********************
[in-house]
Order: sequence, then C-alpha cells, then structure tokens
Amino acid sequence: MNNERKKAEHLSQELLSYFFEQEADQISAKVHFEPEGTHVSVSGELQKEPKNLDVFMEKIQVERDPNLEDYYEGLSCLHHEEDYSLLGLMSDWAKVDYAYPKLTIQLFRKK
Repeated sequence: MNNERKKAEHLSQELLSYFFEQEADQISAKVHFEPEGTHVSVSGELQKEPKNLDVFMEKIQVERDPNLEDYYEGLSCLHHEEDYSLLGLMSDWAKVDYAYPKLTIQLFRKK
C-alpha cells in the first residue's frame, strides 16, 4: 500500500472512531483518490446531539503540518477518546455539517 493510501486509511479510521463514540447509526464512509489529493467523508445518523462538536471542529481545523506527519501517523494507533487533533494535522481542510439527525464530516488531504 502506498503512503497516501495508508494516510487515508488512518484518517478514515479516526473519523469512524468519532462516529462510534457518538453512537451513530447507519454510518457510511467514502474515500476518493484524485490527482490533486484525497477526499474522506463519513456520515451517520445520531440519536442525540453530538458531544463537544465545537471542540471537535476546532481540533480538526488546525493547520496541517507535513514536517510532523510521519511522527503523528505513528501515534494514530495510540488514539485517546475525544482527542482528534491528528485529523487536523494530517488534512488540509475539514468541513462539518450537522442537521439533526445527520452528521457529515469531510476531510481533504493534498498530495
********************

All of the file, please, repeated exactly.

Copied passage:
[in-house]
Order: sequence, then C-alpha cells, then structure tokens
Amino acid sequence: MNNERKKAEHLSQELLSYFFEQEADQISAKVHFEPEGTHVSVSGELQKEPKNLDVFMEKIQVERDPNLEDYYEGLSCLHHEEDYSLLGLMSDWAKVDYAYPKLTIQLFRKK
Repeated sequence: MNNERKKAEHLSQELLSYFFEQEADQISAKVHFEPEGTHVSVSGELQKEPKNLDVFMEKIQVERDPNLEDYYEGLSCLHHEEDYSLLGLMSDWAKVDYAYPKLTIQLFRKK
C-alpha cells in the first residue's frame, strides 16, 4: 500500500472512531483518490446531539503540518477518546455539517 493510501486509511479510521463514540447509526464512509489529493467523508445518523462538536471542529481545523506527519501517523494507533487533533494535522481542510439527525464530516488531504 502506498503512503497516501495508508494516510487515508488512518484518517478514515479516526473519523469512524468519532462516529462510534457518538453512537451513530447507519454510518457510511467514502474515500476518493484524485490527482490533486484525497477526499474522506463519513456520515451517520445520531440519536442525540453530538458531544463537544465545537471542540471537535476546532481540533480538526488546525493547520496541517507535513514536517510532523510521519511522527503523528505513528501515534494514530495510540488514539485517546475525544482527542482528534491528528485529523487536523494530517488534512488540509475539514468541513462539518450537522442537521439533526445527520452528521457529515469531510476531510481533504493534498498530495